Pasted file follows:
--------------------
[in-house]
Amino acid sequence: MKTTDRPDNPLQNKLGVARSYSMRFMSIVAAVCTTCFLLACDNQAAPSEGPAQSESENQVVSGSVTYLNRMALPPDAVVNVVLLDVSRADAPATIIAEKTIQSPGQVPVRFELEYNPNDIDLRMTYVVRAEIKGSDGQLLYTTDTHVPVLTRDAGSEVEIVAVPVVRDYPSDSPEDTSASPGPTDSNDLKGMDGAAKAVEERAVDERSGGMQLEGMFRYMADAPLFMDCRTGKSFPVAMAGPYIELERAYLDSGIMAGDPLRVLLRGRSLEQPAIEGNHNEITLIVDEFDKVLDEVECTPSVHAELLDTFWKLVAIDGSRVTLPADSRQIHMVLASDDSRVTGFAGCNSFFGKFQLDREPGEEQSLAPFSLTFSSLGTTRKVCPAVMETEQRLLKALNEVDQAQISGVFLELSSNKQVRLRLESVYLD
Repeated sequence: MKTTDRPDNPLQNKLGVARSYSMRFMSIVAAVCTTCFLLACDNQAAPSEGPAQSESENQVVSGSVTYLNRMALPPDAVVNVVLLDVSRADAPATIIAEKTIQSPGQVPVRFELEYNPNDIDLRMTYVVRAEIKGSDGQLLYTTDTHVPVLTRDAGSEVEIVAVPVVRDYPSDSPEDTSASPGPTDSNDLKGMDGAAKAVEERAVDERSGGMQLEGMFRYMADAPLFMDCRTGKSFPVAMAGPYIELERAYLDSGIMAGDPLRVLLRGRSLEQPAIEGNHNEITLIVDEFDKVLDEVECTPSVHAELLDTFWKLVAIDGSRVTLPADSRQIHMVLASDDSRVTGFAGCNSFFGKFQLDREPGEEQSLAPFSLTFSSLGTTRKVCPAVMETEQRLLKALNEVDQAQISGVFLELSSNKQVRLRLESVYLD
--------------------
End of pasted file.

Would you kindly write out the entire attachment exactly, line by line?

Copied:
[in-house]
Amino acid sequence: MKTTDRPDNPLQNKLGVARSYSMRFMSIVAAVCTTCFLLACDNQAAPSEGPAQSESENQVVSGSVTYLNRMALPPDAVVNVVLLDVSRADAPATIIAEKTIQSPGQVPVRFELEYNPNDIDLRMTYVVRAEIKGSDGQLLYTTDTHVPVLTRDAGSEVEIVAVPVVRDYPSDSPEDTSASPGPTDSNDLKGMDGAAKAVEERAVDERSGGMQLEGMFRYMADAPLFMDCRTGKSFPVAMAGPYIELERAYLDSGIMAGDPLRVLLRGRSLEQPAIEGNHNEITLIVDEFDKVLDEVECTPSVHAELLDTFWKLVAIDGSRVTLPADSRQIHMVLASDDSRVTGFAGCNSFFGKFQLDREPGEEQSLAPFSLTFSSLGTTRKVCPAVMETEQRLLKALNEVDQAQISGVFLELSSNKQVRLRLESVYLD
Repeated sequence: MKTTDRPDNPLQNKLGVARSYSMRFMSIVAAVCTTCFLLACDNQAAPSEGPAQSESENQVVSGSVTYLNRMALPPDAVVNVVLLDVSRADAPATIIAEKTIQSPGQVPVRFELEYNPNDIDLRMTYVVRAEIKGSDGQLLYTTDTHVPVLTRDAGSEVEIVAVPVVRDYPSDSPEDTSASPGPTDSNDLKGMDGAAKAVEERAVDERSGGMQLEGMFRYMADAPLFMDCRTGKSFPVAMAGPYIELERAYLDSGIMAGDPLRVLLRGRSLEQPAIEGNHNEITLIVDEFDKVLDEVECTPSVHAELLDTFWKLVAIDGSRVTLPADSRQIHMVLASDDSRVTGFAGCNSFFGKFQLDREPGEEQSLAPFSLTFSSLGTTRKVCPAVMETEQRLLKALNEVDQAQISGVFLELSSNKQVRLRLESVYLD